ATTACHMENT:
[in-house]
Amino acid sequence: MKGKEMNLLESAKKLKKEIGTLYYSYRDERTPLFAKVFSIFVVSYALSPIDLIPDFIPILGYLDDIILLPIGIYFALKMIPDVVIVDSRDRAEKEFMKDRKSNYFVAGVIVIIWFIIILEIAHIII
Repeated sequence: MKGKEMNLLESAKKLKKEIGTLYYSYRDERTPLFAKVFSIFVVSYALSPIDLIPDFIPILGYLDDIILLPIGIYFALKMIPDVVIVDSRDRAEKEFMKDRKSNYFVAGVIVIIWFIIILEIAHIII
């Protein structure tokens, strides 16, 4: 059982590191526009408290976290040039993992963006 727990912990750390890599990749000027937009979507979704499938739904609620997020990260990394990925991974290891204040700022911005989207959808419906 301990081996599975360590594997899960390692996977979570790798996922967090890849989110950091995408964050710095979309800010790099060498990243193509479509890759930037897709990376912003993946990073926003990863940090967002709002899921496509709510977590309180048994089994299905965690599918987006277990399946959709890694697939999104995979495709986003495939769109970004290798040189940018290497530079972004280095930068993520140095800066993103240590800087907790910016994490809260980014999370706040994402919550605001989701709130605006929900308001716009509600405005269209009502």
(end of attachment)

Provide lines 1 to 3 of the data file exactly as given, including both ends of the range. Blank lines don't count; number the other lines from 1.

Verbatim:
[in-house]
Amino acid sequence: MKGKEMNLLESAKKLKKEIGTLYYSYRDERTPLFAKVFSIFVVSYALSPIDLIPDFIPILGYLDDIILLPIGIYFALKMIPDVVIVDSRDRAEKEFMKDRKSNYFVAGVIVIIWFIIILEIAHIII
Repeated sequence: MKGKEMNLLESAKKLKKEIGTLYYSYRDERTPLFAKVFSIFVVSYALSPIDLIPDFIPILGYLDDIILLPIGIYFALKMIPDVVIVDSRDRAEKEFMKDRKSNYFVAGVIVIIWFIIILEIAHIII